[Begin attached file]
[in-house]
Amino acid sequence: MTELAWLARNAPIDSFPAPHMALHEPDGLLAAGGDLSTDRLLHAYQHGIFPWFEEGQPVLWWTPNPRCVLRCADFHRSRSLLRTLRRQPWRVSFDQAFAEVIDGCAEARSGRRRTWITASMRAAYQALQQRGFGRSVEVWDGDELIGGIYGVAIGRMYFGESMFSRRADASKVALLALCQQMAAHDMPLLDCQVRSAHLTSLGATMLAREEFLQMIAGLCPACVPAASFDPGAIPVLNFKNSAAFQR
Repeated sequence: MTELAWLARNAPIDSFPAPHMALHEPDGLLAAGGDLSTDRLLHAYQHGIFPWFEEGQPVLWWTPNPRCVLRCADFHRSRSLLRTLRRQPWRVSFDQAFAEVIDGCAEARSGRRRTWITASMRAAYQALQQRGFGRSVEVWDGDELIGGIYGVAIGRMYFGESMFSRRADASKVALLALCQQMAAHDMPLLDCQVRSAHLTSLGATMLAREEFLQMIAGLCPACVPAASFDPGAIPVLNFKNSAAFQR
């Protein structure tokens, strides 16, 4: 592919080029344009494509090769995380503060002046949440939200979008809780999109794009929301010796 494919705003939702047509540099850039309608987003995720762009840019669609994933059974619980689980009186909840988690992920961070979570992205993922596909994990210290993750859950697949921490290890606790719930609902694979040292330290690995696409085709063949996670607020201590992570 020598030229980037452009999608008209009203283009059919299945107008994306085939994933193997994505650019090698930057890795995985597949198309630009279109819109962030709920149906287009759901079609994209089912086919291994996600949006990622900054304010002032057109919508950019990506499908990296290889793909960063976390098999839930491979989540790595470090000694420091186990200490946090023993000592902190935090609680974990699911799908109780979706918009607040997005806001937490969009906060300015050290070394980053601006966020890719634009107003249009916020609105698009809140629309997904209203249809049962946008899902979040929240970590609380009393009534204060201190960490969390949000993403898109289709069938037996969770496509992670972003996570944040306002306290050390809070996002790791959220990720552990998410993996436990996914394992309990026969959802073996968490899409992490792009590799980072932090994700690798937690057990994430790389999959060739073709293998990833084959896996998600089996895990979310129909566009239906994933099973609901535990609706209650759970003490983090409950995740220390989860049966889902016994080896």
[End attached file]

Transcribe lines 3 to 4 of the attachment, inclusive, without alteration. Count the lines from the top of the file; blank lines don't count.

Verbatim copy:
Repeated sequence: MTELAWLARNAPIDSFPAPHMALHEPDGLLAAGGDLSTDRLLHAYQHGIFPWFEEGQPVLWWTPNPRCVLRCADFHRSRSLLRTLRRQPWRVSFDQAFAEVIDGCAEARSGRRRTWITASMRAAYQALQQRGFGRSVEVWDGDELIGGIYGVAIGRMYFGESMFSRRADASKVALLALCQQMAAHDMPLLDCQVRSAHLTSLGATMLAREEFLQMIAGLCPACVPAASFDPGAIPVLNFKNSAAFQR
């Protein structure tokens, strides 16, 4: 592919080029344009494509090769995380503060002046949440939200979008809780999109794009929301010796 494919705003939702047509540099850039309608987003995720762009840019669609994933059974619980689980009186909840988690992920961070979570992205993922596909994990210290993750859950697949921490290890606790719930609902694979040292330290690995696409085709063949996670607020201590992570 020598030229980037452009999608008209009203283009059919299945107008994306085939994933193997994505650019090698930057890795995985597949198309630009279109819109962030709920149906287009759901079609994209089912086919291994996600949006990622900054304010002032057109919508950019990506499908990296290889793909960063976390098999839930491979989540790595470090000694420091186990200490946090023993000592902190935090609680974990699911799908109780979706918009607040997005806001937490969009906060300015050290070394980053601006966020890719634009107003249009916020609105698009809140629309997904209203249809049962946008899902979040929240970590609380009393009534204060201190960490969390949000993403898109289709069938037996969770496509992670972003996570944040306002306290050390809070996002790791959220990720552990998410993996436990996914394992309990026969959802073996968490899409992490792009590799980072932090994700690798937690057990994430790389999959060739073709293998990833084959896996998600089996895990979310129909566009239906994933099973609901535990609706209650759970003490983090409950995740220390989860049966889902016994080896």